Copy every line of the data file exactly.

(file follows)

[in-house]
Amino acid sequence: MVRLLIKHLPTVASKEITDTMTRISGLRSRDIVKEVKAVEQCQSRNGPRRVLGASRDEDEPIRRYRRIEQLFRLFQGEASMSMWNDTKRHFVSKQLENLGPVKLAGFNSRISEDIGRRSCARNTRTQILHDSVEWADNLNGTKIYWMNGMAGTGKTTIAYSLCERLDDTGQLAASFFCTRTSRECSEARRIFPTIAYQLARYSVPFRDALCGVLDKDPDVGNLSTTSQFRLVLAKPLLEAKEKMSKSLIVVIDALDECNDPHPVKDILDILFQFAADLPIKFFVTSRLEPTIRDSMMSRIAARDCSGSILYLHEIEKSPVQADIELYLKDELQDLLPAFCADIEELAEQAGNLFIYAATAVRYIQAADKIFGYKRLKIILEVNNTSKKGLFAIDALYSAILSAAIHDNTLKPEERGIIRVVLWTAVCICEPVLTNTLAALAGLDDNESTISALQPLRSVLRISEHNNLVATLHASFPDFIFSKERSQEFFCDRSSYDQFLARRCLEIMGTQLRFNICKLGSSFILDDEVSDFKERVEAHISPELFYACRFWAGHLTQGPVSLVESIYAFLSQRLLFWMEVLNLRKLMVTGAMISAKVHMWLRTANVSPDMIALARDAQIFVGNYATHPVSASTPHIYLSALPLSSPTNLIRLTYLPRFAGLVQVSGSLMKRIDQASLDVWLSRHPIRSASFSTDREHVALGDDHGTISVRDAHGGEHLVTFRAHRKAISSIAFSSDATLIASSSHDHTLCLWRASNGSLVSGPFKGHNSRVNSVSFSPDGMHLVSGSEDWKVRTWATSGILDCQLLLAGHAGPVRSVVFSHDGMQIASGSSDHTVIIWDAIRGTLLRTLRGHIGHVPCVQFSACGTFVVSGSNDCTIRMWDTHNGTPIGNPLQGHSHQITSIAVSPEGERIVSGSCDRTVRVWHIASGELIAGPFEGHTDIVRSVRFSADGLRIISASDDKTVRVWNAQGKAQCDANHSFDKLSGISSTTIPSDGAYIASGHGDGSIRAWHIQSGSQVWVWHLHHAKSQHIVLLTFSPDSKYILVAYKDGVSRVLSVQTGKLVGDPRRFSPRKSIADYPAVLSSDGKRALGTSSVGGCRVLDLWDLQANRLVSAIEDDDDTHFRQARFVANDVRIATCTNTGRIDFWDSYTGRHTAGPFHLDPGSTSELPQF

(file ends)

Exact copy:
[in-house]
Amino acid sequence: MVRLLIKHLPTVASKEITDTMTRISGLRSRDIVKEVKAVEQCQSRNGPRRVLGASRDEDEPIRRYRRIEQLFRLFQGEASMSMWNDTKRHFVSKQLENLGPVKLAGFNSRISEDIGRRSCARNTRTQILHDSVEWADNLNGTKIYWMNGMAGTGKTTIAYSLCERLDDTGQLAASFFCTRTSRECSEARRIFPTIAYQLARYSVPFRDALCGVLDKDPDVGNLSTTSQFRLVLAKPLLEAKEKMSKSLIVVIDALDECNDPHPVKDILDILFQFAADLPIKFFVTSRLEPTIRDSMMSRIAARDCSGSILYLHEIEKSPVQADIELYLKDELQDLLPAFCADIEELAEQAGNLFIYAATAVRYIQAADKIFGYKRLKIILEVNNTSKKGLFAIDALYSAILSAAIHDNTLKPEERGIIRVVLWTAVCICEPVLTNTLAALAGLDDNESTISALQPLRSVLRISEHNNLVATLHASFPDFIFSKERSQEFFCDRSSYDQFLARRCLEIMGTQLRFNICKLGSSFILDDEVSDFKERVEAHISPELFYACRFWAGHLTQGPVSLVESIYAFLSQRLLFWMEVLNLRKLMVTGAMISAKVHMWLRTANVSPDMIALARDAQIFVGNYATHPVSASTPHIYLSALPLSSPTNLIRLTYLPRFAGLVQVSGSLMKRIDQASLDVWLSRHPIRSASFSTDREHVALGDDHGTISVRDAHGGEHLVTFRAHRKAISSIAFSSDATLIASSSHDHTLCLWRASNGSLVSGPFKGHNSRVNSVSFSPDGMHLVSGSEDWKVRTWATSGILDCQLLLAGHAGPVRSVVFSHDGMQIASGSSDHTVIIWDAIRGTLLRTLRGHIGHVPCVQFSACGTFVVSGSNDCTIRMWDTHNGTPIGNPLQGHSHQITSIAVSPEGERIVSGSCDRTVRVWHIASGELIAGPFEGHTDIVRSVRFSADGLRIISASDDKTVRVWNAQGKAQCDANHSFDKLSGISSTTIPSDGAYIASGHGDGSIRAWHIQSGSQVWVWHLHHAKSQHIVLLTFSPDSKYILVAYKDGVSRVLSVQTGKLVGDPRRFSPRKSIADYPAVLSSDGKRALGTSSVGGCRVLDLWDLQANRLVSAIEDDDDTHFRQARFVANDVRIATCTNTGRIDFWDSYTGRHTAGPFHLDPGSTSELPQF